Best Practices: Creating a philanthropy strategy

Written by ProfitGuide

Corporate philanthropy is a common practice: some 85% of respondents to our Best Practices Poll say giving to charity is in their companies’ business plan. But deciding exactly which charities to pick can be tricky business. PROFIT-Xtra readers share their best advice for creating a corporate philanthropy strategy.

  1. “Pick a cause or charity you and your employees are passionate about,” recommends Shirley of Leap Frog Marketing. “Ideally one that enables not only giving dollars, but also allows you to give time; and one whose cause is a strong fit with the demographic of your customers and employees.”
  2. “My corporate strategy is to choose charities close to my heart,” says Irene of In My Hands.ca. “Being a widow with two teenagers, I choose to support women and youth charities. They tend to be the neediest, and lower on the list for regular donations. I donate not only my company’s services, but also gift certificates for our services. That way, I get to know the people at the charity personally, and they get the benefit twice — once as a service for their corporate event, and again as a fundraiser.”
  3. “We are in the business of developing business leaders, so we have a moral obligation to be an example and to give back to the social community that has given us the blessings and benefits we have received,” says Mark Rivers of Presidents of Enterprising Organizations (PEO). “There are hundreds of personal causes that take the shape of charities. However, few focus on the underlying spiritual and moral foundation that underpin the success and/or failure of our society. Our focus is organizations and institutions that ‘teach people to fish’ and therefore feed them for life ,as opposed to treating the symptoms and feeding them only for a day. Another criteria is how much of the funds actually reach the intended recipients.”
  4. “We set up a committee with representatives from the HR department, marketing and the social club,” says georgep. “We agreed that we would give to organizations that help children, women, the elderly, education and illnesses. We also agreed that because our organization is represented in all provinces but with a majority of employees in Montreal, we would support three charities in Quebec, one in Ontario and one nationally. To determine which charities, we asked for suggestions from our employees, and the three-member committee decided which ones to support.”
  5. “Pick a charity you believe in,” says jason. “Your organization is already filled with people who share your beliefs and goals, so picking a charity that you truly believe in should fit with your culture, ensuring its success.”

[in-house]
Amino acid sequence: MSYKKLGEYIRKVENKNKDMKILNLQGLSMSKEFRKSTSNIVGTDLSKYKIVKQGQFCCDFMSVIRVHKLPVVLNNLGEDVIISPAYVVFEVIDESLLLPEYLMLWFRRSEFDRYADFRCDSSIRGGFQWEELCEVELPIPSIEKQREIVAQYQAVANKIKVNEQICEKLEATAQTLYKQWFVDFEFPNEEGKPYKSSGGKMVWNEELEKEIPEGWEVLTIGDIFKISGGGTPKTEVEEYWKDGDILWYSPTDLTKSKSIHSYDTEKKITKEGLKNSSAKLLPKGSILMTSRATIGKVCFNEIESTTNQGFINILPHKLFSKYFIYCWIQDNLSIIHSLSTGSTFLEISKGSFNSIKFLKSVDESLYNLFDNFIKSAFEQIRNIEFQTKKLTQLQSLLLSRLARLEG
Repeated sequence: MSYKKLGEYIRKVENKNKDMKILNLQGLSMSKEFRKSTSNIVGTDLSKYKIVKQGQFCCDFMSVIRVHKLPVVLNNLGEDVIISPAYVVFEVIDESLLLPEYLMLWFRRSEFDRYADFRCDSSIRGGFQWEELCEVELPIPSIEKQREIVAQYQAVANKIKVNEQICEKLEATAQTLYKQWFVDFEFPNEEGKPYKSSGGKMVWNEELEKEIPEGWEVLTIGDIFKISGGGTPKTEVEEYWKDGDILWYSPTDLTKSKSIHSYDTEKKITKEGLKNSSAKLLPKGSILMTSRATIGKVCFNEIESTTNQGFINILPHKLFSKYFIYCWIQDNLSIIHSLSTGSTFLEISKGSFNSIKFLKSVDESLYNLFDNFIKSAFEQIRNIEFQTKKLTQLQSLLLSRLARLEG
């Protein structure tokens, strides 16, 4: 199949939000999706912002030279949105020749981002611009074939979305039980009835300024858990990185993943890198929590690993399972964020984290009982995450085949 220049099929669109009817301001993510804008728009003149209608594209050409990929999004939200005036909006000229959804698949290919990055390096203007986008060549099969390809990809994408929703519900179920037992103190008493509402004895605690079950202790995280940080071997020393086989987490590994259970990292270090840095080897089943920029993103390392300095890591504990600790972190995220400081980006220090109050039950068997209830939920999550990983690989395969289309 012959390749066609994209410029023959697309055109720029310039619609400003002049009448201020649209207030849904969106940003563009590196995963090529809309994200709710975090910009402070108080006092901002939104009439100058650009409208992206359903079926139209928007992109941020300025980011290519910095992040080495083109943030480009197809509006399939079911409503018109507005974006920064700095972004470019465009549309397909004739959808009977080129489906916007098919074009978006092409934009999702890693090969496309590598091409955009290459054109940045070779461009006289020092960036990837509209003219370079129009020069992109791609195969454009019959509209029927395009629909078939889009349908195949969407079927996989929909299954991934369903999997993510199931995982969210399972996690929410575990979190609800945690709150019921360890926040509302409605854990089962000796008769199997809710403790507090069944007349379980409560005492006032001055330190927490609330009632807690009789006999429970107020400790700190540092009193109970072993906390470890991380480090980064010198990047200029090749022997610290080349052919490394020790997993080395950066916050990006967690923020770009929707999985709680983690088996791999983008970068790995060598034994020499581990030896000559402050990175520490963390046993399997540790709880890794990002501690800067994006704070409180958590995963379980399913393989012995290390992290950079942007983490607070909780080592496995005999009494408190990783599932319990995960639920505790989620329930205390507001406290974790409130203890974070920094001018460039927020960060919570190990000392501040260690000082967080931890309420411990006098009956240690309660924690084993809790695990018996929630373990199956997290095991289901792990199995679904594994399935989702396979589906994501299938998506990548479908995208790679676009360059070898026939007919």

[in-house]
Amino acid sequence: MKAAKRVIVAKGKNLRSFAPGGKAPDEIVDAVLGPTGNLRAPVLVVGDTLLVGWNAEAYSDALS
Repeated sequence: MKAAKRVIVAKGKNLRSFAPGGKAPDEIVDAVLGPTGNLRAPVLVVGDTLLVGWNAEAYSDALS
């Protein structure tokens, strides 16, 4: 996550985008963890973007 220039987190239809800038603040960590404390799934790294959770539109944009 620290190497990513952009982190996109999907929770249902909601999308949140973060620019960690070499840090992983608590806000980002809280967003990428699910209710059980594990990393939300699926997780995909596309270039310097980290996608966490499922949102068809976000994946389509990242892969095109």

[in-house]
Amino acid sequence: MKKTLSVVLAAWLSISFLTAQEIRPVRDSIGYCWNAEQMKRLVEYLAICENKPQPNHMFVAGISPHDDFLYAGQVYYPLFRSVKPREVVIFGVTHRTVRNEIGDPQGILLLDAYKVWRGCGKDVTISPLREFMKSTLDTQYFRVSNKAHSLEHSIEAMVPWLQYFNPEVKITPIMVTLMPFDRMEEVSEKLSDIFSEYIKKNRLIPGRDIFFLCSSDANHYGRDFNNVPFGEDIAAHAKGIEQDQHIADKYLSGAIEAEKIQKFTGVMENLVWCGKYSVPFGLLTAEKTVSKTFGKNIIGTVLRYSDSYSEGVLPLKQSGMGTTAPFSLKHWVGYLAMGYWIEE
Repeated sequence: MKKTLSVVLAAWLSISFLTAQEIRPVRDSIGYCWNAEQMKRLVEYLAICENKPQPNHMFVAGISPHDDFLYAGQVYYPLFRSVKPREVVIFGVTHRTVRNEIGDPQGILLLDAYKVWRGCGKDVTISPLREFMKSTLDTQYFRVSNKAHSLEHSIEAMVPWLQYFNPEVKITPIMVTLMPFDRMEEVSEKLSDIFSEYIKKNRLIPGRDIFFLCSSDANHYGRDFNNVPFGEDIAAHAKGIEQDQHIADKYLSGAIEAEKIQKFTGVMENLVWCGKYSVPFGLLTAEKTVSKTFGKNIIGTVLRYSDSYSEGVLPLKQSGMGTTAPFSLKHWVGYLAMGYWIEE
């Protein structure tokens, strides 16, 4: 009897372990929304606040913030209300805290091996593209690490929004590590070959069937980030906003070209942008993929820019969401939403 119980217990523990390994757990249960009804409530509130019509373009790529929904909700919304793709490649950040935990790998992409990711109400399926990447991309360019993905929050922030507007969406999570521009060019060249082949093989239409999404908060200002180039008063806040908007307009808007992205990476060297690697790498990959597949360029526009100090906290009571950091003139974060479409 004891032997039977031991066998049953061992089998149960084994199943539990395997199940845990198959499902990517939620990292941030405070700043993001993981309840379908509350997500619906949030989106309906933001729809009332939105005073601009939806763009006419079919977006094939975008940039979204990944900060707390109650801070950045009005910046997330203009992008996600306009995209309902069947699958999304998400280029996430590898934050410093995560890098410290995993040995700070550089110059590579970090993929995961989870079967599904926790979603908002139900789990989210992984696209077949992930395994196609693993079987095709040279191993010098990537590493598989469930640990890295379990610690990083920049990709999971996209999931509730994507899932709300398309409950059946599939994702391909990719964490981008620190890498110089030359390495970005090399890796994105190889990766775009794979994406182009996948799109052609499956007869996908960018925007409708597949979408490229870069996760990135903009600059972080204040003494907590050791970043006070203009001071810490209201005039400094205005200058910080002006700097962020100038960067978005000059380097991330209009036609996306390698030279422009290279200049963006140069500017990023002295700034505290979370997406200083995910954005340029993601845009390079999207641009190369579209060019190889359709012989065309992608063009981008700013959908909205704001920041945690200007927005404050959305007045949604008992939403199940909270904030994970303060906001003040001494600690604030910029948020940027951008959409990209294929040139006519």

6. “We support educational, medical and community efforts in the locations that we are present in,” says Jeff of Redknee. “Since Redknee’s inception, the company has contributed close to $100,000 on an annual basis, and likely much more through our employees’ participation and volunteering efforts. This has been a consistent commitment, and we are looking to expand these contributions as we grow and expand. Redknee management and employees devote their personal time and energy towards the needs of others through community engagements, and have set Redknee’s growth objectives to expand this commitment year over year. Despite a demanding and hectic business schedule, Redknee’s CEO is a member of the board of directors of the Canadian Merit Scholarship Foundation (CMSF), and a fundraiser for various educational causes. Furthermore, he donates 2-3% of his personal income towards charitable causes on an annual basis.”
  7. “We tend to focus on our own communities,” says Jim Love of Performance Advantage. “We believe that we get a lot from our communities, so we should give something back as well. So whether it’s providing pro-bono consulting to a student startup business or buying equipment for the local soccer team, we have no problem tracking the effectiveness of what we give. We can see it with our own eyes. It’s not sexy, and we sure don’t sell any more because we do this. But that’s not the point. It feels good and, as the guy on that cereal commercial says, “it’s the right thing to do.” If we had a lot more employees, maybe we’d need a policy. As this size, we only need a heart.”

For his answer, Jim Love will receive a copy of Blindsided: How to spot the next breakthrough that will change your business forever by Jim Harris.

Watch for another Best Practices Poll in the next PROFIT-Xtra.

Originally appeared on PROFITguide.com